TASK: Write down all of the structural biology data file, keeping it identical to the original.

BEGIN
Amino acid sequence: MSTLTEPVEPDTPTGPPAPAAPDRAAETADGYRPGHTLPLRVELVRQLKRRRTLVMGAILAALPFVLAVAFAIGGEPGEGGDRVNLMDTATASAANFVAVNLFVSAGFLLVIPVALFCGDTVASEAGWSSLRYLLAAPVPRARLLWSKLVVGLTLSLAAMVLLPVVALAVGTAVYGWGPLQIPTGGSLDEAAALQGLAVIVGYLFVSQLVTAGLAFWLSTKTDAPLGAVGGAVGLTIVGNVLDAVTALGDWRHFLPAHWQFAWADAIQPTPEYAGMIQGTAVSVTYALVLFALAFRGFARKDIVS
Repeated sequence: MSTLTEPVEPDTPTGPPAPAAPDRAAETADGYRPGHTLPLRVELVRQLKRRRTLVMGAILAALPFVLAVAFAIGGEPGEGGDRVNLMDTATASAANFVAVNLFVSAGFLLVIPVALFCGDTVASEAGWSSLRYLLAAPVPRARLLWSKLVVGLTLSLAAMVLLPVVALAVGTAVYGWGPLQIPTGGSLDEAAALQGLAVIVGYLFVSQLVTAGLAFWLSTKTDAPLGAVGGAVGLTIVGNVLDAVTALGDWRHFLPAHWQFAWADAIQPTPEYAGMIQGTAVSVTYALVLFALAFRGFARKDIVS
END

Amino acid sequence: MSTLTEPVEPDTPTGPPAPAAPDRAAETADGYRPGHTLPLRVELVRQLKRRRTLVMGAILAALPFVLAVAFAIGGEPGEGGDRVNLMDTATASAANFVAVNLFVSAGFLLVIPVALFCGDTVASEAGWSSLRYLLAAPVPRARLLWSKLVVGLTLSLAAMVLLPVVALAVGTAVYGWGPLQIPTGGSLDEAAALQGLAVIVGYLFVSQLVTAGLAFWLSTKTDAPLGAVGGAVGLTIVGNVLDAVTALGDWRHFLPAHWQFAWADAIQPTPEYAGMIQGTAVSVTYALVLFALAFRGFARKDIVS
Repeated sequence: MSTLTEPVEPDTPTGPPAPAAPDRAAETADGYRPGHTLPLRVELVRQLKRRRTLVMGAILAALPFVLAVAFAIGGEPGEGGDRVNLMDTATASAANFVAVNLFVSAGFLLVIPVALFCGDTVASEAGWSSLRYLLAAPVPRARLLWSKLVVGLTLSLAAMVLLPVVALAVGTAVYGWGPLQIPTGGSLDEAAALQGLAVIVGYLFVSQLVTAGLAFWLSTKTDAPLGAVGGAVGLTIVGNVLDAVTALGDWRHFLPAHWQFAWADAIQPTPEYAGMIQGTAVSVTYALVLFALAFRGFARKDIVS